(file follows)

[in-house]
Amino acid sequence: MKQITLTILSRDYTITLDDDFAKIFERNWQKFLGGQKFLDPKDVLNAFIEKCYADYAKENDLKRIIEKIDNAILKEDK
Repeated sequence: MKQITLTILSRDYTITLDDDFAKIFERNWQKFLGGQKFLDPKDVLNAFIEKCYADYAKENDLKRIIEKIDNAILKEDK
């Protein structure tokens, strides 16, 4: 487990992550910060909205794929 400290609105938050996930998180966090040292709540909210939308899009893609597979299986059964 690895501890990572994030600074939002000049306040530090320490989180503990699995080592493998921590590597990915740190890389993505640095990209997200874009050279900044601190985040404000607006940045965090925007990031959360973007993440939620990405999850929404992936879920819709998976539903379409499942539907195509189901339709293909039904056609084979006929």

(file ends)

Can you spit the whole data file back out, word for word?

[in-house]
Amino acid sequence: MKQITLTILSRDYTITLDDDFAKIFERNWQKFLGGQKFLDPKDVLNAFIEKCYADYAKENDLKRIIEKIDNAILKEDK
Repeated sequence: MKQITLTILSRDYTITLDDDFAKIFERNWQKFLGGQKFLDPKDVLNAFIEKCYADYAKENDLKRIIEKIDNAILKEDK
């Protein structure tokens, strides 16, 4: 487990992550910060909205794929 400290609105938050996930998180966090040292709540909210939308899009893609597979299986059964 690895501890990572994030600074939002000049306040530090320490989180503990699995080592493998921590590597990915740190890389993505640095990209997200874009050279900044601190985040404000607006940045965090925007990031959360973007993440939620990405999850929404992936879920819709998976539903379409499942539907195509189901339709293909039904056609084979006929």